"It's the first time we can resolve such [a] structure in an accretion disk, and it might be ubiquitous in X-ray binaries during the outburst state," Jesus Corral-Santana, of the Astrophysical Institute of the Canary Islands in Spain, told.
A hidden structure
The black hole contained in Swift J1357.2 is one of the millions of stellar black holes that dot the Milky Way galaxy.
About three times as massive as the sun, the behemoth likely formed when a single star collapsed inward on itself. The resulting, city-sized body packed a great deal of mass into a tiny package, creating a strong gravitational pull on nearby dust and gas.
Located in the Virgo constellation, approximately 4,900 light-years from Earth, Swift J1357.2 also contains a small companion star, which has only a quarter the mass of the sun. This companion star orbits the pair's center of mass every 2.8 hours, one of the shortest known orbital periods for such systems.
The black hole pulls material from the companion star into its accretion disk, occasionally emitting the X-ray bursts that enabled scientists to find this otherwise hard-to-spot system, researchers said.
Corral-Santana and his team took hundreds of optical images of the system using the Isaac Newton and the William Herschel Telescopes, both of which are in the Canary Islands. Studying the light produced by the accretion disk, the researchers noticed a periodic dimming in the system, sometimes occurring over the course of only a few seconds.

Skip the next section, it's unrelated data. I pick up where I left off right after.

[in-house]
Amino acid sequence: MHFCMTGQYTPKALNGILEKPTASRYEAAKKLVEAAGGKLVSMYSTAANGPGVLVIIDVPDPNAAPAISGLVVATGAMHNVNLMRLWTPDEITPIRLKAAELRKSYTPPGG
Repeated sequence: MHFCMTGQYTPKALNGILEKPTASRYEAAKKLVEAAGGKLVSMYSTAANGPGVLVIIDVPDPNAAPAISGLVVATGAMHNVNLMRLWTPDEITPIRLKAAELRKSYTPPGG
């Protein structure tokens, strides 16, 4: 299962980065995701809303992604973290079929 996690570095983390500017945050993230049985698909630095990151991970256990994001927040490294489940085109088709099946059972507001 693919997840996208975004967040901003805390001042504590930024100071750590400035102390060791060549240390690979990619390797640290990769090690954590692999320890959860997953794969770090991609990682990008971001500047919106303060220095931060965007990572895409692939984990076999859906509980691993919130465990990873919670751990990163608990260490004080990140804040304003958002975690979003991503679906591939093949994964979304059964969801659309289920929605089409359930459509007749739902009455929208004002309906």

"Since the orbital period of the system is 2.8 hours, those dips cannot be produced by eclipses of the companion star. They are much faster," Corral-Santana said. "Therefore, they must be produced by a hidden structure placed very close to the black hole, in the inner accretion disk."
The new find can only been seen in the outer, optical portion of the accretion disk, not on the inside, where X-ray bursts originate. The X-ray emission, which shows no periodic variation, unlike its optical counterpart, indicated a vertical structure was hiding the black hole, Corral-Santana said.
Rather than appearing at a set, predictable time, the structure shows up over a steadily increasing period, indicating a wave-like movement through the accretion disk.
"It is a wave produced in the accretion disk, moving outward," Corral-Santana said, "like the wave produced when a stone is dropped in calm water."
he missing population
The wave-like feature also provides information about the orientation of the black hole.
Objects in space face Earth at a variety of angles, or inclinations. They can be seen edge-on, face-on or somewhere in between. Swift J1357.2 is the only one of 50 suspected similar black-hole systems found with an edge-on accretion disk — what scientists call a high inclination. However, astronomers think approximately 20 percent of these systems should provide such a perspective.